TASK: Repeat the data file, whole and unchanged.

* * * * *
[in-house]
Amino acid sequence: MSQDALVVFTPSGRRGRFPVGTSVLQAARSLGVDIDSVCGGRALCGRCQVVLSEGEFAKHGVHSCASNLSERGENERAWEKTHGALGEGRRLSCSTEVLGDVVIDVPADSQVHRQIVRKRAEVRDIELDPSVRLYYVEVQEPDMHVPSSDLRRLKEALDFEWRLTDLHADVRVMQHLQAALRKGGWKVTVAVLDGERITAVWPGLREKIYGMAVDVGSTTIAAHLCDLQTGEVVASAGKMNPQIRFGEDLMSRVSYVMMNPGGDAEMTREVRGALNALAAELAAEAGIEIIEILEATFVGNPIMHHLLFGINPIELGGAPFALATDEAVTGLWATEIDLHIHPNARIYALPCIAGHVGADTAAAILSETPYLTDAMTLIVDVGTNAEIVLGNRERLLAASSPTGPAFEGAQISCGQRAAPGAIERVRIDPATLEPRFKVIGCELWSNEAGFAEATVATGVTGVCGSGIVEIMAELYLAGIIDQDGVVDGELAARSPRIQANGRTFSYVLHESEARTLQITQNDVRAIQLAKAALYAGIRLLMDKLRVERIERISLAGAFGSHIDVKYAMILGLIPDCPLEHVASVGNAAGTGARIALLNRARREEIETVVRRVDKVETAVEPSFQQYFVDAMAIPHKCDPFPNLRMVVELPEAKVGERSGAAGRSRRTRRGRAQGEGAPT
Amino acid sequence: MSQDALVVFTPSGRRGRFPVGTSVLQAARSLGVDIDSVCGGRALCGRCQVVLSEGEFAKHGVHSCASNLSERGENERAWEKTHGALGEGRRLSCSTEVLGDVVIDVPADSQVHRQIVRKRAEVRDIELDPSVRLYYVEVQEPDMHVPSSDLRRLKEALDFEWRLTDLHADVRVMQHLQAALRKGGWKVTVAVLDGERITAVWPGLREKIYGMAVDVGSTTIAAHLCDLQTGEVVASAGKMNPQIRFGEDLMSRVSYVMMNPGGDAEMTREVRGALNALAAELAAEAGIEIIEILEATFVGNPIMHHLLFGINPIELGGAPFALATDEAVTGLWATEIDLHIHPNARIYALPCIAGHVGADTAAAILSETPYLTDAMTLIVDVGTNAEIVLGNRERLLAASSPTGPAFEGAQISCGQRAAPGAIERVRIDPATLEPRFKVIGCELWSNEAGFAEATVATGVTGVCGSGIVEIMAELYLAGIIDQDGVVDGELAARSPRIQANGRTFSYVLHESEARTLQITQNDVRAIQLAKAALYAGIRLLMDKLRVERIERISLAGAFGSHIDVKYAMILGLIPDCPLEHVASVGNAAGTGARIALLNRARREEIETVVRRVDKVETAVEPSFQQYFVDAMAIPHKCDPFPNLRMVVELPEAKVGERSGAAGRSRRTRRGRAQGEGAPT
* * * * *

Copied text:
[in-house]
Amino acid sequence: MSQDALVVFTPSGRRGRFPVGTSVLQAARSLGVDIDSVCGGRALCGRCQVVLSEGEFAKHGVHSCASNLSERGENERAWEKTHGALGEGRRLSCSTEVLGDVVIDVPADSQVHRQIVRKRAEVRDIELDPSVRLYYVEVQEPDMHVPSSDLRRLKEALDFEWRLTDLHADVRVMQHLQAALRKGGWKVTVAVLDGERITAVWPGLREKIYGMAVDVGSTTIAAHLCDLQTGEVVASAGKMNPQIRFGEDLMSRVSYVMMNPGGDAEMTREVRGALNALAAELAAEAGIEIIEILEATFVGNPIMHHLLFGINPIELGGAPFALATDEAVTGLWATEIDLHIHPNARIYALPCIAGHVGADTAAAILSETPYLTDAMTLIVDVGTNAEIVLGNRERLLAASSPTGPAFEGAQISCGQRAAPGAIERVRIDPATLEPRFKVIGCELWSNEAGFAEATVATGVTGVCGSGIVEIMAELYLAGIIDQDGVVDGELAARSPRIQANGRTFSYVLHESEARTLQITQNDVRAIQLAKAALYAGIRLLMDKLRVERIERISLAGAFGSHIDVKYAMILGLIPDCPLEHVASVGNAAGTGARIALLNRARREEIETVVRRVDKVETAVEPSFQQYFVDAMAIPHKCDPFPNLRMVVELPEAKVGERSGAAGRSRRTRRGRAQGEGAPT
Amino acid sequence: MSQDALVVFTPSGRRGRFPVGTSVLQAARSLGVDIDSVCGGRALCGRCQVVLSEGEFAKHGVHSCASNLSERGENERAWEKTHGALGEGRRLSCSTEVLGDVVIDVPADSQVHRQIVRKRAEVRDIELDPSVRLYYVEVQEPDMHVPSSDLRRLKEALDFEWRLTDLHADVRVMQHLQAALRKGGWKVTVAVLDGERITAVWPGLREKIYGMAVDVGSTTIAAHLCDLQTGEVVASAGKMNPQIRFGEDLMSRVSYVMMNPGGDAEMTREVRGALNALAAELAAEAGIEIIEILEATFVGNPIMHHLLFGINPIELGGAPFALATDEAVTGLWATEIDLHIHPNARIYALPCIAGHVGADTAAAILSETPYLTDAMTLIVDVGTNAEIVLGNRERLLAASSPTGPAFEGAQISCGQRAAPGAIERVRIDPATLEPRFKVIGCELWSNEAGFAEATVATGVTGVCGSGIVEIMAELYLAGIIDQDGVVDGELAARSPRIQANGRTFSYVLHESEARTLQITQNDVRAIQLAKAALYAGIRLLMDKLRVERIERISLAGAFGSHIDVKYAMILGLIPDCPLEHVASVGNAAGTGARIALLNRARREEIETVVRRVDKVETAVEPSFQQYFVDAMAIPHKCDPFPNLRMVVELPEAKVGERSGAAGRSRRTRRGRAQGEGAPT